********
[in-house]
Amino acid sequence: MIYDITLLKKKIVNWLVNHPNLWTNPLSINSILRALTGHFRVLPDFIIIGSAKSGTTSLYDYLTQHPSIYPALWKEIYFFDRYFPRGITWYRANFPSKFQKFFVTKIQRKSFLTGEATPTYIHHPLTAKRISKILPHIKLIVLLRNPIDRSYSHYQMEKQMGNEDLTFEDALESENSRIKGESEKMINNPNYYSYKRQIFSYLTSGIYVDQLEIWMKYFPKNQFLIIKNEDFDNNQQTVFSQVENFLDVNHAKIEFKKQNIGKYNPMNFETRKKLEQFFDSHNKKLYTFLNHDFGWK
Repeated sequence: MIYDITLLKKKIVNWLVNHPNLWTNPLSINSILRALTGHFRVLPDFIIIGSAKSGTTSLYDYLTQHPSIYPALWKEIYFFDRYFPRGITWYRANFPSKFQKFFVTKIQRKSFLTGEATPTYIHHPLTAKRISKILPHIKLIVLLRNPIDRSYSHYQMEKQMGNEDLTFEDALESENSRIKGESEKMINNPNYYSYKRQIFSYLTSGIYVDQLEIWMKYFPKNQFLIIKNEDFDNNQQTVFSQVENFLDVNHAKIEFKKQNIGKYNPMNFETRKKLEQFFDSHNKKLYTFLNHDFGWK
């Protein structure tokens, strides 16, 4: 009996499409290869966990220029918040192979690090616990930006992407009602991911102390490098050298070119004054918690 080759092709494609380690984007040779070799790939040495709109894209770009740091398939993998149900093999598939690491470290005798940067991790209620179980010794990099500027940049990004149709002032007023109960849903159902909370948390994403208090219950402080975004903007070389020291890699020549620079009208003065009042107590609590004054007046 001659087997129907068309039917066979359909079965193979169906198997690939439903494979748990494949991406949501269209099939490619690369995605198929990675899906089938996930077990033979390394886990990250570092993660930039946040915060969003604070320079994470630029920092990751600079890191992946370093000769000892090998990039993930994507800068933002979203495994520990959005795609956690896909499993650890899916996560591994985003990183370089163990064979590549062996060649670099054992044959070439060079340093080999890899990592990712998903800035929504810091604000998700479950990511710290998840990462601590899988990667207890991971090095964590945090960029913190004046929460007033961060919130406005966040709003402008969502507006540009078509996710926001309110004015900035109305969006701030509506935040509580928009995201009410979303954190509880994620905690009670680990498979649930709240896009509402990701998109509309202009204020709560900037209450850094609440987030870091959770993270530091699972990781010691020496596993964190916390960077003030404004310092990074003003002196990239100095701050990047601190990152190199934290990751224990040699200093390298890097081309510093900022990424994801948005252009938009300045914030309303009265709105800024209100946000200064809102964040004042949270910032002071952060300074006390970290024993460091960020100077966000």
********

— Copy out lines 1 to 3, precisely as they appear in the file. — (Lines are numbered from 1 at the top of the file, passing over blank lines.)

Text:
[in-house]
Amino acid sequence: MIYDITLLKKKIVNWLVNHPNLWTNPLSINSILRALTGHFRVLPDFIIIGSAKSGTTSLYDYLTQHPSIYPALWKEIYFFDRYFPRGITWYRANFPSKFQKFFVTKIQRKSFLTGEATPTYIHHPLTAKRISKILPHIKLIVLLRNPIDRSYSHYQMEKQMGNEDLTFEDALESENSRIKGESEKMINNPNYYSYKRQIFSYLTSGIYVDQLEIWMKYFPKNQFLIIKNEDFDNNQQTVFSQVENFLDVNHAKIEFKKQNIGKYNPMNFETRKKLEQFFDSHNKKLYTFLNHDFGWK
Repeated sequence: MIYDITLLKKKIVNWLVNHPNLWTNPLSINSILRALTGHFRVLPDFIIIGSAKSGTTSLYDYLTQHPSIYPALWKEIYFFDRYFPRGITWYRANFPSKFQKFFVTKIQRKSFLTGEATPTYIHHPLTAKRISKILPHIKLIVLLRNPIDRSYSHYQMEKQMGNEDLTFEDALESENSRIKGESEKMINNPNYYSYKRQIFSYLTSGIYVDQLEIWMKYFPKNQFLIIKNEDFDNNQQTVFSQVENFLDVNHAKIEFKKQNIGKYNPMNFETRKKLEQFFDSHNKKLYTFLNHDFGWK